LONGUEVAL ROAD CEMETERY
|Total identified casualties||175 Find these records|
|Casualties from||First World War|
Longueval is a village in the Department of the Somme, 11 kilometres east of Albert. Travel north-east from Albert on the D929 in the direction of Bapaume. After 10 kilometres take the D6 in the direction of Martinpuich and follow signs for Longueval. From Longueval crossroads continue in the direction of Maricourt, D197, for 800 metres. Longueval Road Cemetery is situated on the left hand side of the road.
Wheelchair access to this site is possible, but may be by alternative entrance. For further information regarding wheelchair access, please contact our Enquiries Section on 01628 507200.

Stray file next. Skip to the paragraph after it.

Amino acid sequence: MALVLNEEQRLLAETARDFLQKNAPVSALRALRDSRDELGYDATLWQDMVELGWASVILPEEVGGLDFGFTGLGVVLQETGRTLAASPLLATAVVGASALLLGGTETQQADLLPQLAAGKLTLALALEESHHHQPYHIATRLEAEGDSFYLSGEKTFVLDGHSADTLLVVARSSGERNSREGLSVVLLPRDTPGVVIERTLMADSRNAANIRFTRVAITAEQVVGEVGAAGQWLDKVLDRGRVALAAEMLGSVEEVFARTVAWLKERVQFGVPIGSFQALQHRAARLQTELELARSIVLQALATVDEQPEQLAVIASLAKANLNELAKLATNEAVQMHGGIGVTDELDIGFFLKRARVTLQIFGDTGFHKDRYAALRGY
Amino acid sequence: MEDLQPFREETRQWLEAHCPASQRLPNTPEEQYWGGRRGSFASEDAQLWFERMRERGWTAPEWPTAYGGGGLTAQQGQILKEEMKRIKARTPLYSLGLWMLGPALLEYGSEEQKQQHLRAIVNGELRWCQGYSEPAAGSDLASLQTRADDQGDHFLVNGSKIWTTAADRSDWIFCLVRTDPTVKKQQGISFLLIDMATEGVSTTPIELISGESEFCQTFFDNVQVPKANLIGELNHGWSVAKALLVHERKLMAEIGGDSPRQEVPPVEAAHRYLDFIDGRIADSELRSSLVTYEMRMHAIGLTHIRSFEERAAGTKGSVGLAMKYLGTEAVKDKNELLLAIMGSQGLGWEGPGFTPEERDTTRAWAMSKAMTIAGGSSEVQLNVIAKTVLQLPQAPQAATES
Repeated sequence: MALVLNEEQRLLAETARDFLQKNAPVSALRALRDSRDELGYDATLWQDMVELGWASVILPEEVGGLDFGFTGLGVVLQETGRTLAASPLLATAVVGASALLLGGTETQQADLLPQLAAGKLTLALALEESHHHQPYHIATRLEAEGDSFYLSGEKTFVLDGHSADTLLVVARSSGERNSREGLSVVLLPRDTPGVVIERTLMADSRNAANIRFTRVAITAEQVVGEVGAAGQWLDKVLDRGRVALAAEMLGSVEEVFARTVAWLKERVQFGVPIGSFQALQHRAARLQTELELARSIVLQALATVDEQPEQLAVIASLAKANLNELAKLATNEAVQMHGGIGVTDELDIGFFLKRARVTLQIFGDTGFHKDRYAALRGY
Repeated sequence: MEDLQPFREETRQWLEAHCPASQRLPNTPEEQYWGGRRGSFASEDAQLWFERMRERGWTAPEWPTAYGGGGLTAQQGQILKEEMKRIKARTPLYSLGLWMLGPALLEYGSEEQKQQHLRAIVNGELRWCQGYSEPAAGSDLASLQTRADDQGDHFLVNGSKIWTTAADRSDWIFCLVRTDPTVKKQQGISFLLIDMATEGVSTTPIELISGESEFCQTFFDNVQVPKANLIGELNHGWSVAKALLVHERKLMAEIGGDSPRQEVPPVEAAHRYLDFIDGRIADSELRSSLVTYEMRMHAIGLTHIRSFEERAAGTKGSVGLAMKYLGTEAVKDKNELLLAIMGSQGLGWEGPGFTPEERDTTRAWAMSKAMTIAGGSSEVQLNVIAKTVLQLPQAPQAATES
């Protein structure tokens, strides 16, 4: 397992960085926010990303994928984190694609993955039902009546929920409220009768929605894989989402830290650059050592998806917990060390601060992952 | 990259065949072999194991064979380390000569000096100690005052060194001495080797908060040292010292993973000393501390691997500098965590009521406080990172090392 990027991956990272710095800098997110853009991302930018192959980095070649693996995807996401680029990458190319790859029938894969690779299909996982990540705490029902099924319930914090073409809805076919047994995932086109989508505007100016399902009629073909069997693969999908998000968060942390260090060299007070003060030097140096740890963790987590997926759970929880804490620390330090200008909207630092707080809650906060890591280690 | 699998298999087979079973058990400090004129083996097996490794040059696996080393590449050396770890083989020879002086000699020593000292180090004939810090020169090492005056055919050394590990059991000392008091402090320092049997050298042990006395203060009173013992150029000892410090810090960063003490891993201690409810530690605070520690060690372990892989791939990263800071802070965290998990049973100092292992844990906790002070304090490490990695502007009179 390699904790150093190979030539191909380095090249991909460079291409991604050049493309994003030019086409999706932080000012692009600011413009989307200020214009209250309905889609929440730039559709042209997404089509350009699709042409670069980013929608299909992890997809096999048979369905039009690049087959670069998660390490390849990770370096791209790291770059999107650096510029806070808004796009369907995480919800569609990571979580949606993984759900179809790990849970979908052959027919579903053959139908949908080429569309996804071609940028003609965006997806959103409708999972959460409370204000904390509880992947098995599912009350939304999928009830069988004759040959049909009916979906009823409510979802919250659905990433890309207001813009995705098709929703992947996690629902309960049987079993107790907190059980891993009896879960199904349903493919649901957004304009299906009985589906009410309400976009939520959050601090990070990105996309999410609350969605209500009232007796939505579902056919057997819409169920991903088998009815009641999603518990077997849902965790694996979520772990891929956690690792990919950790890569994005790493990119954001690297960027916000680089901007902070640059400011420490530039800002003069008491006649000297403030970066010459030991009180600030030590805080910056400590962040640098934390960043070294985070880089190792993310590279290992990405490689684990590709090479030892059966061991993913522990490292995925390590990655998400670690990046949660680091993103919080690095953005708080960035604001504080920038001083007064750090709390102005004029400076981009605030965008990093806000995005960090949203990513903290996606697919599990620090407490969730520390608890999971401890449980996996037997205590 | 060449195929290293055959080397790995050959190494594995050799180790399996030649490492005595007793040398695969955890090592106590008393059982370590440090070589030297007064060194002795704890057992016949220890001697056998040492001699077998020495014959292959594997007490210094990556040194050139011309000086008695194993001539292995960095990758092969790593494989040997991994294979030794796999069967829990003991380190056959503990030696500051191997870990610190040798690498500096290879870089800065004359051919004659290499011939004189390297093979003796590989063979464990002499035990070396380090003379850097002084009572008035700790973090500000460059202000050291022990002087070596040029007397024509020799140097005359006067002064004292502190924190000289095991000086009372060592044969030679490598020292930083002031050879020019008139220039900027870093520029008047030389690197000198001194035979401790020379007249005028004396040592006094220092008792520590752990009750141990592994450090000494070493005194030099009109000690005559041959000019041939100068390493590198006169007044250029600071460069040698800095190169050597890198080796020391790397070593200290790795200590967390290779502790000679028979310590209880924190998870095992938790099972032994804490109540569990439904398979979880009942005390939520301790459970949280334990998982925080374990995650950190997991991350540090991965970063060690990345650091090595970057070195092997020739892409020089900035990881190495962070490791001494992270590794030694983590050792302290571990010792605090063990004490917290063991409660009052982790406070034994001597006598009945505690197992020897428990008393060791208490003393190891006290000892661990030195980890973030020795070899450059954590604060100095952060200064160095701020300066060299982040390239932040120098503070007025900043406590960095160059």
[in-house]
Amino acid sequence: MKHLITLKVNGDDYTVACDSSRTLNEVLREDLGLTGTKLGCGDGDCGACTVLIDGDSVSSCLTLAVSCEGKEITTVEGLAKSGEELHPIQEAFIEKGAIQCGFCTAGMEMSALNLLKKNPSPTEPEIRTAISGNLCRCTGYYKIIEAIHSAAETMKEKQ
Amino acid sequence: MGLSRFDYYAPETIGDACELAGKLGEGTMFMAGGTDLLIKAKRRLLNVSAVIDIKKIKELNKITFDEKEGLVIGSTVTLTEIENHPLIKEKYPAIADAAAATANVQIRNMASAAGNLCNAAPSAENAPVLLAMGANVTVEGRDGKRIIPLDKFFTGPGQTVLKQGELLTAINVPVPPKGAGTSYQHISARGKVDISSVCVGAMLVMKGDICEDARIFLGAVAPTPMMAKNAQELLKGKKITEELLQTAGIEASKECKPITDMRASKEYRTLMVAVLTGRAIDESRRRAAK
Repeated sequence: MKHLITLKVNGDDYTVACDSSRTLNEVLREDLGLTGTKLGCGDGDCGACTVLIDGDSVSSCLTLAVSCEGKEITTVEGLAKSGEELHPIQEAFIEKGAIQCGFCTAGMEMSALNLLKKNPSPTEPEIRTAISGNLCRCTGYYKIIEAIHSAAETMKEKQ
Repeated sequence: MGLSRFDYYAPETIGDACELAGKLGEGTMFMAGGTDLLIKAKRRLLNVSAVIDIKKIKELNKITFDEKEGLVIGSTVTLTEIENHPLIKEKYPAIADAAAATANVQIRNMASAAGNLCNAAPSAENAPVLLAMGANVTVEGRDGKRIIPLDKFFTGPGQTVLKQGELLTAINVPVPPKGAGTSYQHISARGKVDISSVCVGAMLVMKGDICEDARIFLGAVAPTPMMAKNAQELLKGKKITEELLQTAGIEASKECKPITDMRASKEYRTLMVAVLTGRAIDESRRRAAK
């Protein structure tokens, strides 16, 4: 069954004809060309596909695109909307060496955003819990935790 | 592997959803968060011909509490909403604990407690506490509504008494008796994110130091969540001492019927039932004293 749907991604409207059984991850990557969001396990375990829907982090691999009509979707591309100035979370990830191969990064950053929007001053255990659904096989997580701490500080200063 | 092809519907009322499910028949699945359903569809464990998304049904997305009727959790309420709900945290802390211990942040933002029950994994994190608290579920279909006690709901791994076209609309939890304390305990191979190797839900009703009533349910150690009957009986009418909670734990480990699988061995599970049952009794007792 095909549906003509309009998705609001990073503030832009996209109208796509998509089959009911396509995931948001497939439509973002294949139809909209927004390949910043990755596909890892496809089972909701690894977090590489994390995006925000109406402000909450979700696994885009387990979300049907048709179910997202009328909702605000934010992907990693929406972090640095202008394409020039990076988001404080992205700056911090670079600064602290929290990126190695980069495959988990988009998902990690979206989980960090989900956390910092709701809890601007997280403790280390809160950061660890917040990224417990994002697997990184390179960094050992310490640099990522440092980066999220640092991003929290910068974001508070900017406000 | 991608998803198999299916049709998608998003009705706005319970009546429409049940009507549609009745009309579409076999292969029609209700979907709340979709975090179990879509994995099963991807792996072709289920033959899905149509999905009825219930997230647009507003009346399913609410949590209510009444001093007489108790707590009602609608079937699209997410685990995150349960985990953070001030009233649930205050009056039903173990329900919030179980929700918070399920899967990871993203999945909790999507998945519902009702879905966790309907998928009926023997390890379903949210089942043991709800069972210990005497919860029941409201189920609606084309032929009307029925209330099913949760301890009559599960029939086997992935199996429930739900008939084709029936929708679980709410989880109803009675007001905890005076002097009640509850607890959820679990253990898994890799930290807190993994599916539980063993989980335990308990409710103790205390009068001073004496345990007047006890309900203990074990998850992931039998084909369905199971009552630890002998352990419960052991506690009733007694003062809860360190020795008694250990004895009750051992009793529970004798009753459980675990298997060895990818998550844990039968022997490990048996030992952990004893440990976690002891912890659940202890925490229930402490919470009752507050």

Longueval was the scene of furious fighting in 1916, lasting from 14 to 29 July, when the village was cleared by the 5th Division. It was lost in March 1918, and retaken by the 38th (Welsh) Division and the Carabineers on 28 August 1918. Longueval Road Cemetery was begun in September 1915, near a dressing station known as "Longueval Alley", or "Longueval Water Point". It was used until January 1917, but further burials were made in August and September 1918. At the Armistice, the cemetery contained 171 graves and others were brought in from a wide area round Longueval in 1923-24. Longueval Road Cemetery now contains 222 burials and commemorations of the First World War. 48 of the burials are unidentified but there are special memorials to three soldiers known or believed to be buried among them. There is also one German burial in the cemetery. The cemetery was designed by A J S Hutton.